The Whipping Man
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In this unlikely play, a wounded Jewish Confederate soldier returns home from the Civil War to find that his family has fled and left behind their two now-former slaves, whom they raised as Jews. Ironically, it’s Passover, so the laid-low ex-master and his ex-servants break bread—er, matzo—to celebrate Jews’ biblical-times deliverance from the ancient Egyptians.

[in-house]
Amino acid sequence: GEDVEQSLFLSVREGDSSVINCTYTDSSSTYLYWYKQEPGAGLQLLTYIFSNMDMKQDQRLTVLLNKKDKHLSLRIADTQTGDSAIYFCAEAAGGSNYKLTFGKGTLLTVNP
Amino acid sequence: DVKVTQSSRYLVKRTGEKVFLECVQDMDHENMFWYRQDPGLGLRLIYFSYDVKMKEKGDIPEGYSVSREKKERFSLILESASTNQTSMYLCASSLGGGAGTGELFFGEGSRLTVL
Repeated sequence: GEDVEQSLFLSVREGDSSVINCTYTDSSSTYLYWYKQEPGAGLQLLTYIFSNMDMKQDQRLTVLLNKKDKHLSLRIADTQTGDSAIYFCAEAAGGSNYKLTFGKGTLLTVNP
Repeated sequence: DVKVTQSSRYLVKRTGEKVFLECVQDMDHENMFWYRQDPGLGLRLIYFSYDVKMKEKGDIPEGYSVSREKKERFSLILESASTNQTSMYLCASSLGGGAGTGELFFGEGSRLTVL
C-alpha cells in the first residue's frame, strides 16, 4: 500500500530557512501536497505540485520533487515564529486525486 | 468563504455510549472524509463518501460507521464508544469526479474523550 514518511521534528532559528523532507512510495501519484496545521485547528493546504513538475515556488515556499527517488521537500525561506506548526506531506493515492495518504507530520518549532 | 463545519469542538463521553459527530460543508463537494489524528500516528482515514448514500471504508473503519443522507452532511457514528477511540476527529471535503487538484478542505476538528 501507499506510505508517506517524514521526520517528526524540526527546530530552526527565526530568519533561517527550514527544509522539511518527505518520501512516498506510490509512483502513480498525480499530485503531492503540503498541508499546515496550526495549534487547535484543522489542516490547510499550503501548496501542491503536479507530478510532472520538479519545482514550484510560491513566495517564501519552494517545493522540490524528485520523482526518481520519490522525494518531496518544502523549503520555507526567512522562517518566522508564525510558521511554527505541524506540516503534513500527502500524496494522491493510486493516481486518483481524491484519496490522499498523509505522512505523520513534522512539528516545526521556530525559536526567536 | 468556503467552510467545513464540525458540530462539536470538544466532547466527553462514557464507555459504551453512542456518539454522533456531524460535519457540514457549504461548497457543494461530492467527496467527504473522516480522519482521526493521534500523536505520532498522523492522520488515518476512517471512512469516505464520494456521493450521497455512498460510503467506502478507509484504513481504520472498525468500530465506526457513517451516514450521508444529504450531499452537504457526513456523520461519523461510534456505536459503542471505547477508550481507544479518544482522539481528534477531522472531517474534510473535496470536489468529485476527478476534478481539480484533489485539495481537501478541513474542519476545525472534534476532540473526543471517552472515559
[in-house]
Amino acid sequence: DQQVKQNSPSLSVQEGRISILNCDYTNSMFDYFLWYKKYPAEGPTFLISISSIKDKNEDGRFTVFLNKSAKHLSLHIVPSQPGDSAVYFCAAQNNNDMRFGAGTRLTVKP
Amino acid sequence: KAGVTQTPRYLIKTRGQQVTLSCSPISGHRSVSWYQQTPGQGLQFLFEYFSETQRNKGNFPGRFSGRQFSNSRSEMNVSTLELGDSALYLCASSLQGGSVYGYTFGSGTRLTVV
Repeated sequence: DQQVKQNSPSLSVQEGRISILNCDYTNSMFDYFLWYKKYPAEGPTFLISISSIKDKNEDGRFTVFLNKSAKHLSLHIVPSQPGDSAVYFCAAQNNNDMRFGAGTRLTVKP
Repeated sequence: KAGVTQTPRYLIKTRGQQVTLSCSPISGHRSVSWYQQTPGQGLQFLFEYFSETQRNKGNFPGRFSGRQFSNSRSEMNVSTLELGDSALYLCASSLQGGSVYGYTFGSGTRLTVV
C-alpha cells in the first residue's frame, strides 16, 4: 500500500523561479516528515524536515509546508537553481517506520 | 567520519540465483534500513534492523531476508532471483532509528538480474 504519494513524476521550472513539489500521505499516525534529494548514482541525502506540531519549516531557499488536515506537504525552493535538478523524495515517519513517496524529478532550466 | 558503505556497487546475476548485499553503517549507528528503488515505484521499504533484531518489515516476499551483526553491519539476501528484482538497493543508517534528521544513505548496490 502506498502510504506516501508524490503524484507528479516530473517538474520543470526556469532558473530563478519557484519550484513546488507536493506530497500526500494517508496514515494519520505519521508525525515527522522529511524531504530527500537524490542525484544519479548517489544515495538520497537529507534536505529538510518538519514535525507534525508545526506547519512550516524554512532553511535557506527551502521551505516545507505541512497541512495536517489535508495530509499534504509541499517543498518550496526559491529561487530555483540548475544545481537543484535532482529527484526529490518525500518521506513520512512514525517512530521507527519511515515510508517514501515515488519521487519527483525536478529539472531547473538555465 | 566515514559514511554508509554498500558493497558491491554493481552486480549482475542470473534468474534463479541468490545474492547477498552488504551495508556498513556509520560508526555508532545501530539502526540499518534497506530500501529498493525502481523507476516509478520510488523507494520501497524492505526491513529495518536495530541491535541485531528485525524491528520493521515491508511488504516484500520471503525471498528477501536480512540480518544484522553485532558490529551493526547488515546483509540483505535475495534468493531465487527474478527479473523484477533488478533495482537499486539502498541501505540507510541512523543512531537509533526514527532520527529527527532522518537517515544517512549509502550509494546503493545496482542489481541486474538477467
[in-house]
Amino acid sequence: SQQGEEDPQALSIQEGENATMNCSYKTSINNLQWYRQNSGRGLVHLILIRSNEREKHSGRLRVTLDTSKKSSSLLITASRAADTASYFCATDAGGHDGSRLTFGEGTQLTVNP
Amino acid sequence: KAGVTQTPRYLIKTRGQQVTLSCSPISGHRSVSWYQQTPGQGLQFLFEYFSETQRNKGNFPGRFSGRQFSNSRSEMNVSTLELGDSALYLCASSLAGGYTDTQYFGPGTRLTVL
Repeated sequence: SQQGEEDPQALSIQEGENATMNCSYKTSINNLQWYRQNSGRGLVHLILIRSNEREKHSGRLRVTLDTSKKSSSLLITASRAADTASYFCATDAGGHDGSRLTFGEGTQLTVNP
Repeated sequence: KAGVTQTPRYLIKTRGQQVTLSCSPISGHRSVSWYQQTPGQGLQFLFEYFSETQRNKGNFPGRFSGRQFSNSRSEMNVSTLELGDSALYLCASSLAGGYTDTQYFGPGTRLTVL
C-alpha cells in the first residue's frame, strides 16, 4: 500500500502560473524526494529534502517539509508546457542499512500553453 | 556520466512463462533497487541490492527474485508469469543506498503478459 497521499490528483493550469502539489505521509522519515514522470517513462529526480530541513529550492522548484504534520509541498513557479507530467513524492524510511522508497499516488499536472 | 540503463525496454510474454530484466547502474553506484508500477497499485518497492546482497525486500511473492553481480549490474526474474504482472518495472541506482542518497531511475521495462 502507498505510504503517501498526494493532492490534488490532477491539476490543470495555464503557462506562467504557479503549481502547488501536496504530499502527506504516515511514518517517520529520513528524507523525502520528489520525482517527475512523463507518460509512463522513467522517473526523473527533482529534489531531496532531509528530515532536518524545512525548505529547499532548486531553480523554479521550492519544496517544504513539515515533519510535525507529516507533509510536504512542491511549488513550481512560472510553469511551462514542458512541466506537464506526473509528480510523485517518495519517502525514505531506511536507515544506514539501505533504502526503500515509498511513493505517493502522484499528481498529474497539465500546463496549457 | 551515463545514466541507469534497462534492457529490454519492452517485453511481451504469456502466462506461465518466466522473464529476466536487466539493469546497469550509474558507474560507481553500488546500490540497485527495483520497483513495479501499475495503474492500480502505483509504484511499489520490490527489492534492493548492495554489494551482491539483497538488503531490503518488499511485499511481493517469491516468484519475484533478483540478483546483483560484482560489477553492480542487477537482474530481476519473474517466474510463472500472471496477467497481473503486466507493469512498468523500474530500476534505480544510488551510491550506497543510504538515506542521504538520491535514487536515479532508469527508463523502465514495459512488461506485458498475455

Read our review: "After premiering off-Broadway in 2011, The Whipping Man rapidly made its playwright, Matthew Lopez, a hot ticket. (The play is currently one of the most produced in the country, with 15 stagings slated for this season.) Lopez deserves the success; the parallels he draws between the Jewish and African-American experiences are positively inspired. For instance, during the play's climactic scene, a Passover seder that gorgeously syncretizes the traditional ceremony and African-style call and response, Simon breaks several times into “Go Down, Moses”—a Negro spiritual inspired by the Israelite exodus from slavery and sung today by many Jews as part of the seder."
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